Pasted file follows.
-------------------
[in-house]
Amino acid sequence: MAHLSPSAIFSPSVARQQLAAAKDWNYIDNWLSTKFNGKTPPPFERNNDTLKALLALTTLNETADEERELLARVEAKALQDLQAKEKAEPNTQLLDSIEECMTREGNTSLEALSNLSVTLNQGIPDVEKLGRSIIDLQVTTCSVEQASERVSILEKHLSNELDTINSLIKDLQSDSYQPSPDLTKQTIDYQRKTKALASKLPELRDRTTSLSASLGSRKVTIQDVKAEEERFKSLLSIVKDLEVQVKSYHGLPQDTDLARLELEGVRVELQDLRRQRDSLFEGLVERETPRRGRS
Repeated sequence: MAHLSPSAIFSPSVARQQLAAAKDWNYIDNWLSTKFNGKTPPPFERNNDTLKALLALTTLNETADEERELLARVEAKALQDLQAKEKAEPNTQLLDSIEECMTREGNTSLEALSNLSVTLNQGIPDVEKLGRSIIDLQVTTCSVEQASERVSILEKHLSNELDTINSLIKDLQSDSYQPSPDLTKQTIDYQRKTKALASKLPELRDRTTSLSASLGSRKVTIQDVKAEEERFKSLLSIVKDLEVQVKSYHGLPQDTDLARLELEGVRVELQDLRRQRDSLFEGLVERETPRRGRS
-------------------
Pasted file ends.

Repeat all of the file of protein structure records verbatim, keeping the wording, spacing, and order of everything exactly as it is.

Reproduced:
[in-house]
Amino acid sequence: MAHLSPSAIFSPSVARQQLAAAKDWNYIDNWLSTKFNGKTPPPFERNNDTLKALLALTTLNETADEERELLARVEAKALQDLQAKEKAEPNTQLLDSIEECMTREGNTSLEALSNLSVTLNQGIPDVEKLGRSIIDLQVTTCSVEQASERVSILEKHLSNELDTINSLIKDLQSDSYQPSPDLTKQTIDYQRKTKALASKLPELRDRTTSLSASLGSRKVTIQDVKAEEERFKSLLSIVKDLEVQVKSYHGLPQDTDLARLELEGVRVELQDLRRQRDSLFEGLVERETPRRGRS
Repeated sequence: MAHLSPSAIFSPSVARQQLAAAKDWNYIDNWLSTKFNGKTPPPFERNNDTLKALLALTTLNETADEERELLARVEAKALQDLQAKEKAEPNTQLLDSIEECMTREGNTSLEALSNLSVTLNQGIPDVEKLGRSIIDLQVTTCSVEQASERVSILEKHLSNELDTINSLIKDLQSDSYQPSPDLTKQTIDYQRKTKALASKLPELRDRTTSLSASLGSRKVTIQDVKAEEERFKSLLSIVKDLEVQVKSYHGLPQDTDLARLELEGVRVELQDLRRQRDSLFEGLVERETPRRGRS